They also found that high levels of IL-17 correlated with higher levels of anti-TPO antibodies and lower levels of Free T3.

What happened to the patients treated for Blastocysis hominis?

10 patients in group 2 reported improvement in fatigue and 5 patients had improved constipation. Diarrhea completely resolved in all 6 patients.

Blood pressure in group 2 which was significantly higher before treatment did not change after treatment.

TSH significantly decreased in group 2 after treatment but Free T4 and Free T3 did not change.

IL-17 levels significantly decreased in group 2 after treatment.

The authors thus conclude that eradicating Blastocystis hominis reduced TSH, anti-TPO antibodies, and IL-17.

The authors point out that we have previously known that Blastocystis hominis increases IL-17 levels which are known to trigger autoimmunity and more specifically Hashimoto’s thyroiditis. They also point out that this parasite can increase intestinal permeability resulting in leaky gut which is a major factor in “many, if not all, autoimmune conditions.”

IL-17 inhibits the conversion of T4 to T3 by suppressing the deiodinase enzyme which is required for proper conversion.

The author’s final conclusion is treating Blastocystis hominis infection can improve Hashimoto’s thyroiditis and potentially stop its progression.

What can you do with this information on Blastocystis hominis and Hashimoto’s disease?

The most important thing to do is to get a stool analysis to see if you have this parasite and then successfully eradicate it. If you have it, you can try to get the medication used in this study to get rid of it but I have found that conventional doctors do not believe that Blastocystis hominis is a problematic parasite and will not prescribe medication for it. You may get lucky however.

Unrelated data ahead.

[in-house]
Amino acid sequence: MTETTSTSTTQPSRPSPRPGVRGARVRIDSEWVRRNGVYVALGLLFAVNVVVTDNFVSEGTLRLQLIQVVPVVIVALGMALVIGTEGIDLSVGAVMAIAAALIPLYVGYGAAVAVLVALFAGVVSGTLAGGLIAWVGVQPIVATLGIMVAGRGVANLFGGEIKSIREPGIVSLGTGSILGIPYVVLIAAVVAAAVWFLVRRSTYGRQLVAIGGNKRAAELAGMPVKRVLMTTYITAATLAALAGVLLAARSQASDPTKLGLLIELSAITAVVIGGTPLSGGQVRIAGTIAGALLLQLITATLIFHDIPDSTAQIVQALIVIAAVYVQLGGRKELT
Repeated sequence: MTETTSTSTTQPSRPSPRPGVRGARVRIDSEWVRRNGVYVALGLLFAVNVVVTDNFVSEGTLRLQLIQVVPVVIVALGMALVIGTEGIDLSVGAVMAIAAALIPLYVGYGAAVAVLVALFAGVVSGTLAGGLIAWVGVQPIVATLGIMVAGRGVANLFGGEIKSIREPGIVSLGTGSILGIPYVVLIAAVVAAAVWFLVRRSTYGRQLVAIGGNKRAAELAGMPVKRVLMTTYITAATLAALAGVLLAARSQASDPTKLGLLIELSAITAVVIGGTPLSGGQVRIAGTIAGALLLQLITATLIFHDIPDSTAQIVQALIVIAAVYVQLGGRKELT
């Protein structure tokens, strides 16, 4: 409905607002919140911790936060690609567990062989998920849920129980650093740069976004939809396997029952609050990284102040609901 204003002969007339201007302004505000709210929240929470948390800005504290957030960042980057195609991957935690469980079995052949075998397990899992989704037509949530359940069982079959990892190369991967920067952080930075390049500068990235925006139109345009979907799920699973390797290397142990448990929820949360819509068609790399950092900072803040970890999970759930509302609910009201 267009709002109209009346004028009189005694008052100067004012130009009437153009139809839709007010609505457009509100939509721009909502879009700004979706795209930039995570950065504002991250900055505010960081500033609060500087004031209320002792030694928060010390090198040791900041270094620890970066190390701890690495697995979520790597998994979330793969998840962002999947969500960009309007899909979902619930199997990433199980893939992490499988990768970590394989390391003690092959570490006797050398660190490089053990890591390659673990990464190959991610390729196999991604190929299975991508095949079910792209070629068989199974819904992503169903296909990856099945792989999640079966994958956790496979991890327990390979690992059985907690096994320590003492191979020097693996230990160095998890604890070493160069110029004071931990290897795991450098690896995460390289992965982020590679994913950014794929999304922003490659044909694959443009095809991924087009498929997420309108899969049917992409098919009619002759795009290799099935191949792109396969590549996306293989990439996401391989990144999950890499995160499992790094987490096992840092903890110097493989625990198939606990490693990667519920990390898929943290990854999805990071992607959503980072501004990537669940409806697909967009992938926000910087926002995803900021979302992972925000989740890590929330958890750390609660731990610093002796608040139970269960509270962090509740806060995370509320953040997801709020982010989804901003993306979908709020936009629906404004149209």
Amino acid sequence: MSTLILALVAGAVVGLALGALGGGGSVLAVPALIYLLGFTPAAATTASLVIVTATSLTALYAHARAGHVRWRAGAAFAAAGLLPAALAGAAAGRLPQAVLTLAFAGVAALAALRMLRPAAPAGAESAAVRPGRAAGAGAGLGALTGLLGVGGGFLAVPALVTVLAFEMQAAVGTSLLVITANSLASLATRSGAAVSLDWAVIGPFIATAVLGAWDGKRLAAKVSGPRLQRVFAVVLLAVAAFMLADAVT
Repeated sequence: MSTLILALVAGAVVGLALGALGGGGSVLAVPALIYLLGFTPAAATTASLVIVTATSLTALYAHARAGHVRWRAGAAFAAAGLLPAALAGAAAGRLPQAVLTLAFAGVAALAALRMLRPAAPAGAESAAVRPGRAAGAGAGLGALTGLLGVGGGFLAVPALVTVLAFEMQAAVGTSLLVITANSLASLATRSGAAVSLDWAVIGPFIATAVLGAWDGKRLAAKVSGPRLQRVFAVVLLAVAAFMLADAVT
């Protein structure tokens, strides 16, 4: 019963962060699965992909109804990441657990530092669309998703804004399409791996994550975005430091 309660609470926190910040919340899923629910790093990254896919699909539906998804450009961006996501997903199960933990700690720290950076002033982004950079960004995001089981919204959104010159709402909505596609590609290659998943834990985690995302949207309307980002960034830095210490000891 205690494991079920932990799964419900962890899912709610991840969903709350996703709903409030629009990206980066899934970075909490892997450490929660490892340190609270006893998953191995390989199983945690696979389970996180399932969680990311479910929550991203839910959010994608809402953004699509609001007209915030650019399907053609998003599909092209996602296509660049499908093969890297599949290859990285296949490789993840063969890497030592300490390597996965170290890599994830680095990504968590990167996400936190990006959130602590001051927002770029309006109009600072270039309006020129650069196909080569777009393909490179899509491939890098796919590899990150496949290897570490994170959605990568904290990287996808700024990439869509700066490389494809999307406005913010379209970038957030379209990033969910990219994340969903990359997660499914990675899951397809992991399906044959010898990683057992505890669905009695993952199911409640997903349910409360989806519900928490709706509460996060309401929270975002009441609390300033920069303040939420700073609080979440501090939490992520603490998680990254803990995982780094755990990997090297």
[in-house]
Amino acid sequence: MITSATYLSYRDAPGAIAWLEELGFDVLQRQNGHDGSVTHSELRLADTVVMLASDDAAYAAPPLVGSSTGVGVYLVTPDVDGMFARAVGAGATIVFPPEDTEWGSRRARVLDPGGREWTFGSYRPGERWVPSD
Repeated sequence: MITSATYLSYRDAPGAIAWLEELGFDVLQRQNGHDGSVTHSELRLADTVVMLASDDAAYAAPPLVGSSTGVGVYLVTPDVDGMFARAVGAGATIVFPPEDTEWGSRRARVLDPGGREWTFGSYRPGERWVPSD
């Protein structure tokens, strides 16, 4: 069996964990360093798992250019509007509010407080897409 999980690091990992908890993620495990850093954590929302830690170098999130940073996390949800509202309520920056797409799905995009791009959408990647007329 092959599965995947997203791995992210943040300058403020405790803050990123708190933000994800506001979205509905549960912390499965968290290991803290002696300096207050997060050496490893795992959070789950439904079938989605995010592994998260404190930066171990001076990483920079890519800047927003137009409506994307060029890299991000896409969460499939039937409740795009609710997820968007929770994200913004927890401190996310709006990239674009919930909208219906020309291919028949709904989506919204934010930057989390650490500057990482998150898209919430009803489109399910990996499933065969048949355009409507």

I use herbal antibiotics and specific probiotics in my practice for this parasite with excellent success so that is another option without drugs. I always test every Hashimoto’s patient I see for intestinal parasites through stool analysis and I do find this parasite quite often. I have found that eradicating it does help patients feel better and now we have some good research to support this connection.

One additional important note is to be sure you have healthy stomach acid levels and a healthy gut in general. Low hydrochloric acid levels can make you more prone to intestinal infections since microbes can more easily pass into the intestine if there isn’t enough acid to kill them. There are many reasons to have low stomach acid including chronic stress, H. pylori, Zinc deficiency, b-vitamin deficiency, food sensitivities, hypothyroidism, anti-parietal cell antibodies, gut dysbiosis and more. Additionally, a healthy gut microbota and gut barrier will provide you with additional defenses against parasites so be sure you work to improve these aspects of your gut.

Some patients with Hashimoto’s disease have positive anti-parietal cell antibodies which are antibodies that destroy acid-producing cells in the stomach.  The only real option for these patients is to take plenty of Betaine HCL with meals to overcome the loss of hydrochloric acid production.

If you want to improve your gut health and your Hashimoto’s disease, consider working with a functional medicine practitioner who can help you identify these types of gut imbalances and heal them naturally.